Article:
African governments need to fund research ethics training

There has been significant growth in international collaborative research implemented in Sub-Saharan Africa over the past three decades – funded mainly by the United States, United Kingdom, Germany, Japan and other nations. This growth has in part led to debates about the ethics of some of the research.

For example, during the late 1990s there were serious debates regarding use of placebos in research on HIV treatment when treatment outcomes were already known. Some commentators accused researchers from rich countries of using poor African countries to conduct research which they could not conduct in their own countries due to the stringent protections already in place. Additionally, several papers described the weak research oversight systems in several African countries.

In response, several research ethics capacity development programmes were initiated across Sub-Saharan Africa with the support of the World Health Organization, US National Institutes of Health, Wellcome Trust, Erasmus Mundus programme, pharmaceutical companies and others.

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The initiatives have involved: training people from African institutions in ethical review; provision of funds to support strengthening of research ethics committees; the development of research ethics committee assessment tools; and sharing tools for use by research ethics committees.

Programmes have been established in Canada, the Democratic Republic of Congo, Kenya, South Africa, Nigeria, Tanzania and the US to train individuals from Sub-Saharan Africa. To date, more than 400 individuals have been trained at either diploma or masters level and more than 1,000 have participated in short-term training through workshops held in various countries.

In addition and in recognition of the need to train thought leaders across Africa, a few programmes that offer doctoral and post-doctoral training have been established with funding support from the National Institutes of Health. Bioethics centres have also been created in some African countries, including Malawi and South Africa, to support the strengthening of research ethics efforts.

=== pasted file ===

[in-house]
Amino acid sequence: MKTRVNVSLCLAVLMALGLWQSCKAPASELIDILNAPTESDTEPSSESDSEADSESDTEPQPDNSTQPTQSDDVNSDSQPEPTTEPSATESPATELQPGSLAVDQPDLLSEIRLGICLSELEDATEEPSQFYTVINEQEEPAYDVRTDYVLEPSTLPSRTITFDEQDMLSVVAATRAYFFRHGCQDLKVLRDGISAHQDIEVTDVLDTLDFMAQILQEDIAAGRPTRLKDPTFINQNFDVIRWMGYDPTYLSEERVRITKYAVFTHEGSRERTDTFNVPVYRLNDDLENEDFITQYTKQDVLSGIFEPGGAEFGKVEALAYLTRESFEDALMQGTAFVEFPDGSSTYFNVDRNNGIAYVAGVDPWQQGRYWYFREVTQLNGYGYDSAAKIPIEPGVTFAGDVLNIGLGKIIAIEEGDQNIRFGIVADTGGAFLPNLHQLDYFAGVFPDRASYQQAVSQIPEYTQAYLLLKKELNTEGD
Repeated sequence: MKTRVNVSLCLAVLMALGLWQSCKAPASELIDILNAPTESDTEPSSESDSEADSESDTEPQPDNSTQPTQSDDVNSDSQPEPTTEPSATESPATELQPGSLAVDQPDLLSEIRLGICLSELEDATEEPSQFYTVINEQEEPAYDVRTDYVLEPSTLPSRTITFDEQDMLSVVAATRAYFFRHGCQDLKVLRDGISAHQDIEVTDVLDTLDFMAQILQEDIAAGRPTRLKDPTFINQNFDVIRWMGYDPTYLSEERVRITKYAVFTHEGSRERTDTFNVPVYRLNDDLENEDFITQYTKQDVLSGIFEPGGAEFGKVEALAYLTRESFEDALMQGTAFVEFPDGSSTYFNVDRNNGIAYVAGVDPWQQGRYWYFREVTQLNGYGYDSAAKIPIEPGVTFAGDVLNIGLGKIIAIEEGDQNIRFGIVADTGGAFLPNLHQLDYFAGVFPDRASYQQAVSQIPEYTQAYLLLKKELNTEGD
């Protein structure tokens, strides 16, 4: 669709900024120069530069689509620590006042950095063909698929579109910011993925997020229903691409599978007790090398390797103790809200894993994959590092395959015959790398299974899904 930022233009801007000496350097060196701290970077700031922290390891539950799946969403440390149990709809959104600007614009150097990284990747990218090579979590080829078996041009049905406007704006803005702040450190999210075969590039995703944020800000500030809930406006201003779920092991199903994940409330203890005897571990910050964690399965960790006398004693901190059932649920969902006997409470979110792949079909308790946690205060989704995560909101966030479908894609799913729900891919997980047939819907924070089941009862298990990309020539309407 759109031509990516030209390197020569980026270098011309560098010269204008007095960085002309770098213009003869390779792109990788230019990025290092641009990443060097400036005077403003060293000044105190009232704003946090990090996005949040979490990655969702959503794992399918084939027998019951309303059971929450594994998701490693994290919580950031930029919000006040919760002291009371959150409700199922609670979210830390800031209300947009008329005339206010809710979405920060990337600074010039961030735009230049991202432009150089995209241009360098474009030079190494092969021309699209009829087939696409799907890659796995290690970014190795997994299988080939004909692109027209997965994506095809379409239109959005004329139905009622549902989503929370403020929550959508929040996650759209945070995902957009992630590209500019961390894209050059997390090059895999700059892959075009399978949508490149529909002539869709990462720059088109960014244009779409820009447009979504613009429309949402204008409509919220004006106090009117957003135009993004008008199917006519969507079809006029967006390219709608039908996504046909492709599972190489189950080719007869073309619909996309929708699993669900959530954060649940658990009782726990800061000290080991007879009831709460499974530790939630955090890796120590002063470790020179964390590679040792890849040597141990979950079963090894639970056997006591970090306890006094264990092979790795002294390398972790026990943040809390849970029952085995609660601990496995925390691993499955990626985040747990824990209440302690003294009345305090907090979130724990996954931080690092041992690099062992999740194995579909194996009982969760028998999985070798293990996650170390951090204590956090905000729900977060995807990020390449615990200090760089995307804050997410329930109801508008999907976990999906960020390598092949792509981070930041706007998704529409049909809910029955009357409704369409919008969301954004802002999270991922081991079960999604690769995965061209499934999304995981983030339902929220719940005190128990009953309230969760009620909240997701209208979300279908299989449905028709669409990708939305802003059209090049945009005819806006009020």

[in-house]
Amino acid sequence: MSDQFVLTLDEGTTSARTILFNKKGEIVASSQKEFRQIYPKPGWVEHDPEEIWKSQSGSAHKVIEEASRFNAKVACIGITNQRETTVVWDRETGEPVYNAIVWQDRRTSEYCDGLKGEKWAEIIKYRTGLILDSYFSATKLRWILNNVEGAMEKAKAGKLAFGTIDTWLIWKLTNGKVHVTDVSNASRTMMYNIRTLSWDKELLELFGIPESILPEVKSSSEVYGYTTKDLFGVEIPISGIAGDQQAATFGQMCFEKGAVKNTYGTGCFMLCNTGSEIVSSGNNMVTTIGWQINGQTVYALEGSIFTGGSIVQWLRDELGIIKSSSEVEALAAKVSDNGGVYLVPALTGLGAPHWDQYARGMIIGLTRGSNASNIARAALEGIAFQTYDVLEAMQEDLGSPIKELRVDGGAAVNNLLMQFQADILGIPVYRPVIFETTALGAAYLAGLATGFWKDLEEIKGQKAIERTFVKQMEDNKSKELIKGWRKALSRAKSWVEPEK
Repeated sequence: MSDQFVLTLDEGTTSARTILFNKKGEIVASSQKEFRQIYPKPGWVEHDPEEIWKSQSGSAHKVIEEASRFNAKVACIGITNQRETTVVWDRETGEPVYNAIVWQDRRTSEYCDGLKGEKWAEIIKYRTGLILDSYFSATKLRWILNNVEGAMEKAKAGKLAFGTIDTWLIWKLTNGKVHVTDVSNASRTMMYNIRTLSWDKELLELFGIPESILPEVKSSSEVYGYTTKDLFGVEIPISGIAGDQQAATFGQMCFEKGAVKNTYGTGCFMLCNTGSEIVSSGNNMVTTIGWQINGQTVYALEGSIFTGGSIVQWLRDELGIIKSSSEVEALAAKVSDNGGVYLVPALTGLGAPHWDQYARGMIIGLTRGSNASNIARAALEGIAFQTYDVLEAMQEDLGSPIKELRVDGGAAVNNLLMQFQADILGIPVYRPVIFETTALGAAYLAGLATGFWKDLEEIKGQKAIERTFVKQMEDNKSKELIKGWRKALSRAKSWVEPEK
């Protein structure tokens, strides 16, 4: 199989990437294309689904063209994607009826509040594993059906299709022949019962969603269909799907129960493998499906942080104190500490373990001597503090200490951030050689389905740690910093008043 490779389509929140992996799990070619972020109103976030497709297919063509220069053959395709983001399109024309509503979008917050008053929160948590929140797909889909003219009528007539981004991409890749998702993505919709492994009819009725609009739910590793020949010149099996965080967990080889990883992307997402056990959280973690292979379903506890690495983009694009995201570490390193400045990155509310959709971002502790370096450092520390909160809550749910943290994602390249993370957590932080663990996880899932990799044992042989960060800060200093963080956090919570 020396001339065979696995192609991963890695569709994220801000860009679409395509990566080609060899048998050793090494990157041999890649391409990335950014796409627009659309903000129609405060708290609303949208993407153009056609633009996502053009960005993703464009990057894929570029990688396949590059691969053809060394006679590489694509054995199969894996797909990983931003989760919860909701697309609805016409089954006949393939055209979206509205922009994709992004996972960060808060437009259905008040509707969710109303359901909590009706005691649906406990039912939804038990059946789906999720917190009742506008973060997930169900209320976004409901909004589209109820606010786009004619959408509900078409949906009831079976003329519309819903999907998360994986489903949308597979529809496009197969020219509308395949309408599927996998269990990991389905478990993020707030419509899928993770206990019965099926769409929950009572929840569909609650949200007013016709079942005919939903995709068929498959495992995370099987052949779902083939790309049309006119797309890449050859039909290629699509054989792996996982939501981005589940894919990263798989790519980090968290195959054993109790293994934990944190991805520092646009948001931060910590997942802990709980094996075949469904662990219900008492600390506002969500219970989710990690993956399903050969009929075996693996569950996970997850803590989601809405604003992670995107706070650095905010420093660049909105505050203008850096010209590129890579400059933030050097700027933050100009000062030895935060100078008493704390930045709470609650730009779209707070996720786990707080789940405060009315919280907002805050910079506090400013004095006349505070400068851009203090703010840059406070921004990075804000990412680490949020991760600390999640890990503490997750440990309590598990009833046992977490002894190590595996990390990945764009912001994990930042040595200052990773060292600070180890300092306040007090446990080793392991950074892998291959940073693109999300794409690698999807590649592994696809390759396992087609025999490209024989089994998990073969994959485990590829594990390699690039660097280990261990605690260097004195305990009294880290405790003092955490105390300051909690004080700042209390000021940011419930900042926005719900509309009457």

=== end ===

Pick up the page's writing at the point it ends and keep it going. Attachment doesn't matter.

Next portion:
Health sciences bias

One interesting observation regarding all these efforts is that the majority of training programmes are biased in favour of health sciences. This is understandable since the organisations providing the funding are based in the health sector. It is also understandable if one considers that the majority of historical abuses of research participants have occurred in the health sciences.

There are several examples of unethical research experiments conducted in various disciplines including business, military, agriculture, humanities, engineering and others; yet these cannot be compared to the heinous acts committed by some medical scientists in the name of science.

Current efforts aimed at strengthening research ethics need to be considered merely as a stimulant for further growth. African universities need to extend these initiatives by spreading them across campuses so that each institution of higher learning ends up having functional research ethics committees which cater for all research involving humans across all disciplines.

Institutions of higher learning also need to set up appropriate structures for handling research involving animals as well as research involving hazardous materials. Most institutions in Africa still do not have such structures and animals continue to be used in research that could not be conducted in academic institutions in the Global North. Some studies with negative implications for the environment also continue to be conducted across Sub-Saharan African institutions.

Research ethics training

As a next step, all African countries need to have regulations and national policies that address ethical research conduct. The regulations and policies would make it mandatory for all institutions that conduct research to train students in research ethics. Governments also need to make it mandatory for all institutions to put in place relevant policies and structures.

The World Health Organization, UNESCO and the African Union in collaboration with NEPAD – the New Partnership for Africa's Development – can play an important role in ensuring that research ethics standards are improved across Sub-Saharan Africa since they have influence over national governments. This will assist in ensuring that no African country can allow the conduct of unethical research.

Current efforts aimed at building research ethics capacity are externally funded and this raises questions about their sustainability. Due to changes in priorities, funds that are currently being availed for these programmes may not be available in the future.

A few African governments are currently providing some funds for supporting research. Governments need to wake up to the need for funding research that addresses national priorities.

African governments and institutions also need to realise that strengthening research oversight is a function that needs to be taken seriously. They therefore need to come up with mechanisms that ensure they can sustain current programmes after the initial funding phase.

These programmes can be supported in various ways, including through allocations from the treasury and allocations from research overhead charges. Additionally, programmes could be designed in such a way that they can attract trainees who are self-funded or funded from elsewhere.

Dr Paul Ndebele is a senior research regulatory specialist at George Washington University’s Milken Institute School of Public Health in the United States.